Why are they being called on to do that?
    Mr. Stavridis. A good way to think of that is an on and off 
switch. You know, life is not an on and off switch. In other 
words, we do not fund this magnificent military just to be in 
combat, on, or to sit in a barracks, be a ship tied at the 
pier, or an airplane that is on a runway somewhere, off. It is 
a rheostat between hard power, which we need at times, but also 
to bring this logistics, this expertise, this information, this 
intelligence to bear in a crisis like this at speed. We can 
dial that rheostat toward the soft power at that moment, and it 
is a very effective way, cost-effective way to use our 
military.
    Senator Moran. I appreciate that answer, and I would use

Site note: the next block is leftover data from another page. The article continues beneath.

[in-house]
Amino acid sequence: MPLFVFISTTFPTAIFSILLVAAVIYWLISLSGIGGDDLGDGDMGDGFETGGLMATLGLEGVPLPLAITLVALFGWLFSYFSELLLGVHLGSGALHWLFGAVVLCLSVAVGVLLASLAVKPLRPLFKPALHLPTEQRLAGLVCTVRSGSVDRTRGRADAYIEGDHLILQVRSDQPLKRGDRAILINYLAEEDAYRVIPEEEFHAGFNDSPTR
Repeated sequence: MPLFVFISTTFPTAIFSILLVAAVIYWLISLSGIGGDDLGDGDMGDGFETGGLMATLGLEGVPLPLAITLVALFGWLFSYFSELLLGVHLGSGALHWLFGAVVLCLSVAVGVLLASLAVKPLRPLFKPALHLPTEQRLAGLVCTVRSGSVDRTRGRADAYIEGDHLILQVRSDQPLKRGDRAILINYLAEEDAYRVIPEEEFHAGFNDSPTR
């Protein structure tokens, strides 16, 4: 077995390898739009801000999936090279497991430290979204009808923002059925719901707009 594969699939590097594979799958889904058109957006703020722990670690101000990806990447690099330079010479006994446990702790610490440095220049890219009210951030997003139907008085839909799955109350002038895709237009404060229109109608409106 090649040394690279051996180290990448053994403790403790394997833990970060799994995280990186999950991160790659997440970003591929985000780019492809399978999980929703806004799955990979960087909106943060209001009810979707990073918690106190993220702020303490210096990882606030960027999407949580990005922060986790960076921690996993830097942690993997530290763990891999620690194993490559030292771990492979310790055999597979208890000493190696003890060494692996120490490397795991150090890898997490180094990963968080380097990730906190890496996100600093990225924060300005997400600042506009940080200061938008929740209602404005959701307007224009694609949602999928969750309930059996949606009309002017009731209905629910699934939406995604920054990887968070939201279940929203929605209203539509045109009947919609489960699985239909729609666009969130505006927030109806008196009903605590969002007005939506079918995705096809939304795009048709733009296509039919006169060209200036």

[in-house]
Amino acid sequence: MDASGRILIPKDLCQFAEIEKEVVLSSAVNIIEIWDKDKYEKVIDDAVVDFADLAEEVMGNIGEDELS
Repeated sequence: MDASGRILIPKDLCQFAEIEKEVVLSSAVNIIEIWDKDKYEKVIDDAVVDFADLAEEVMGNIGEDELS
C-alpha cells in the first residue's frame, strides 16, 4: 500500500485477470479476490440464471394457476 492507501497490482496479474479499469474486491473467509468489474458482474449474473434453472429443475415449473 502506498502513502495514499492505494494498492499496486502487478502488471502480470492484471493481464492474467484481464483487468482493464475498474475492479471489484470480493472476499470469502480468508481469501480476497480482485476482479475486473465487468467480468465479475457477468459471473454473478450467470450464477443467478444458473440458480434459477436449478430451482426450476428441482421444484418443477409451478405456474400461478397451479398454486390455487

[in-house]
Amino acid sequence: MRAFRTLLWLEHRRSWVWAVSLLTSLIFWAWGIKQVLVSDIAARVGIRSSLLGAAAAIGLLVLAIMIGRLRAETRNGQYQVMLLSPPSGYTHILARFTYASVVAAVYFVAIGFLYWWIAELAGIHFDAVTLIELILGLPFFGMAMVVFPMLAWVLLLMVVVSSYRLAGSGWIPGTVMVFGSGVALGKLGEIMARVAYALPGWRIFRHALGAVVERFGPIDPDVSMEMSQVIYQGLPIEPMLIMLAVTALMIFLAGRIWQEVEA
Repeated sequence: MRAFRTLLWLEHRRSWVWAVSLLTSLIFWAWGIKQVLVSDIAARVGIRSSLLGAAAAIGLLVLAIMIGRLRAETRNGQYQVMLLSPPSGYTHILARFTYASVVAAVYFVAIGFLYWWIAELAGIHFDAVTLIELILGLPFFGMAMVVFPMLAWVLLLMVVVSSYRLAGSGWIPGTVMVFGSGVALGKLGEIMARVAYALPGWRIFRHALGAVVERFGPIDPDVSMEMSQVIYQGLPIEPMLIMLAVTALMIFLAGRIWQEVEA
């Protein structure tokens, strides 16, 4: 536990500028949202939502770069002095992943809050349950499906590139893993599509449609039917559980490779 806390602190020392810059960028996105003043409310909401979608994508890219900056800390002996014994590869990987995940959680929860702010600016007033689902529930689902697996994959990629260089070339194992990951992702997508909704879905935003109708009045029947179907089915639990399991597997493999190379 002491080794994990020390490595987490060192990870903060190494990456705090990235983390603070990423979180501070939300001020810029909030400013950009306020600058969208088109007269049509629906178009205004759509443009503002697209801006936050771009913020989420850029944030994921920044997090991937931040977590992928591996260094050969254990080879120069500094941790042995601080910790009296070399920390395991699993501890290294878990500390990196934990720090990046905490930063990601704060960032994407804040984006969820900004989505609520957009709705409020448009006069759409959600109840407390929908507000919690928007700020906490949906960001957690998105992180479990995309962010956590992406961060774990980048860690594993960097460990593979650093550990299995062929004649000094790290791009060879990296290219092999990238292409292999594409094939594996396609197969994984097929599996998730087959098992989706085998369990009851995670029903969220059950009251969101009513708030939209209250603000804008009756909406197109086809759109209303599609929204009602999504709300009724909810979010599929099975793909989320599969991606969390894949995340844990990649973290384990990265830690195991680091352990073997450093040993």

this opportunity to thank Kansas Guard members who were called 
to duty in the fight against Ebola in Africa.
    And, Mr. Gates, I would reiterate what you said about CDC. 
All Federal agencies are subject to criticism. I am a fan and 
supporter of Dr. Frieden and the efforts--Ebola and many other 
aspects of what CDC is doing, including prevention here in the 
United States and community health center.
    Thank you very much to the panel for being here.
    Senator Graham. Senator Coons.
    Senator Coons. Thank you, Chairman Graham, for calling this 
hearing, and I would like to just follow the line of 
questioning my good friend, Senator Moran, has been leading.
    I had the opportunity to visit Liberia for the third time 
in December 2014 and to visit with our troops and missionaries,